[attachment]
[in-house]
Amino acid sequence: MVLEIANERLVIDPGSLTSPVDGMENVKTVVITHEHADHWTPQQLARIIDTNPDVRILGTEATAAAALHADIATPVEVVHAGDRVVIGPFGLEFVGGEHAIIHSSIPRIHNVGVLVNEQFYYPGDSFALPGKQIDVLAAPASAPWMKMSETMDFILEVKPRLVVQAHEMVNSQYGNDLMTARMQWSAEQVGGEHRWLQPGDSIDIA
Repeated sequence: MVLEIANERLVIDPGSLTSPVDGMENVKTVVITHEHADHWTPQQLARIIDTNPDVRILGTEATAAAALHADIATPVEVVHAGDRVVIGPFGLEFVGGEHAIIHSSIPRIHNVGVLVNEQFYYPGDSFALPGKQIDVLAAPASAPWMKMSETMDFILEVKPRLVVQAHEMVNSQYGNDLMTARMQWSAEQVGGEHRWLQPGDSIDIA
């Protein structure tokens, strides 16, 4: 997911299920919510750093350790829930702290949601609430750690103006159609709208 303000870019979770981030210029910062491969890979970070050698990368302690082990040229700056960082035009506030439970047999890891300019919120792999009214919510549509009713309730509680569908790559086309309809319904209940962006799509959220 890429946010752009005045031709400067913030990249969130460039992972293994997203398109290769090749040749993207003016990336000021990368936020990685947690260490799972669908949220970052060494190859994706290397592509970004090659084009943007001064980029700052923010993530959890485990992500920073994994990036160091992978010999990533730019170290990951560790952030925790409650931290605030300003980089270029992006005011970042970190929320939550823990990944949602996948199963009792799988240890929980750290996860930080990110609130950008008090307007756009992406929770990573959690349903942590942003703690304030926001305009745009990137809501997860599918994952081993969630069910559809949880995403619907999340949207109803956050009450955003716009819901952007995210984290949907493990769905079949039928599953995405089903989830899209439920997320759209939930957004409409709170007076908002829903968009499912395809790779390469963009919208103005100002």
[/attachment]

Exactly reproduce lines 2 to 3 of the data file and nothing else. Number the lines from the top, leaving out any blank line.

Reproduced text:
Amino acid sequence: MVLEIANERLVIDPGSLTSPVDGMENVKTVVITHEHADHWTPQQLARIIDTNPDVRILGTEATAAAALHADIATPVEVVHAGDRVVIGPFGLEFVGGEHAIIHSSIPRIHNVGVLVNEQFYYPGDSFALPGKQIDVLAAPASAPWMKMSETMDFILEVKPRLVVQAHEMVNSQYGNDLMTARMQWSAEQVGGEHRWLQPGDSIDIA
Repeated sequence: MVLEIANERLVIDPGSLTSPVDGMENVKTVVITHEHADHWTPQQLARIIDTNPDVRILGTEATAAAALHADIATPVEVVHAGDRVVIGPFGLEFVGGEHAIIHSSIPRIHNVGVLVNEQFYYPGDSFALPGKQIDVLAAPASAPWMKMSETMDFILEVKPRLVVQAHEMVNSQYGNDLMTARMQWSAEQVGGEHRWLQPGDSIDIA